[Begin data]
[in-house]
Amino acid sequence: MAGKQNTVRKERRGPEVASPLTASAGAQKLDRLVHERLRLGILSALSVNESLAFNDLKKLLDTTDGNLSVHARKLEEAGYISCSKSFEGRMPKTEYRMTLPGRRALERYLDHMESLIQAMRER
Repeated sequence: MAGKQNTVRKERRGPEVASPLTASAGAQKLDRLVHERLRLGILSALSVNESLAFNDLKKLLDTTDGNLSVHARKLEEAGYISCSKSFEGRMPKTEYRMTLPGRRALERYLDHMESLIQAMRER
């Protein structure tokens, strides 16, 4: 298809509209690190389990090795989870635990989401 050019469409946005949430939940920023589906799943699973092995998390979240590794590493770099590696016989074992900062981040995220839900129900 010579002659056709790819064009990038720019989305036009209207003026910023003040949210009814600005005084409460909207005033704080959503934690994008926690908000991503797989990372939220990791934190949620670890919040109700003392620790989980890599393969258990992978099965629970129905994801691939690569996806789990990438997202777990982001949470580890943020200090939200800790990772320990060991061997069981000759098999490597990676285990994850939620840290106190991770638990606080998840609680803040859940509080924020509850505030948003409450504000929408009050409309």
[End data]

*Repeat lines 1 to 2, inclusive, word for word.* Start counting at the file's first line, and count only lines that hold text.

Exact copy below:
[in-house]
Amino acid sequence: MAGKQNTVRKERRGPEVASPLTASAGAQKLDRLVHERLRLGILSALSVNESLAFNDLKKLLDTTDGNLSVHARKLEEAGYISCSKSFEGRMPKTEYRMTLPGRRALERYLDHMESLIQAMRER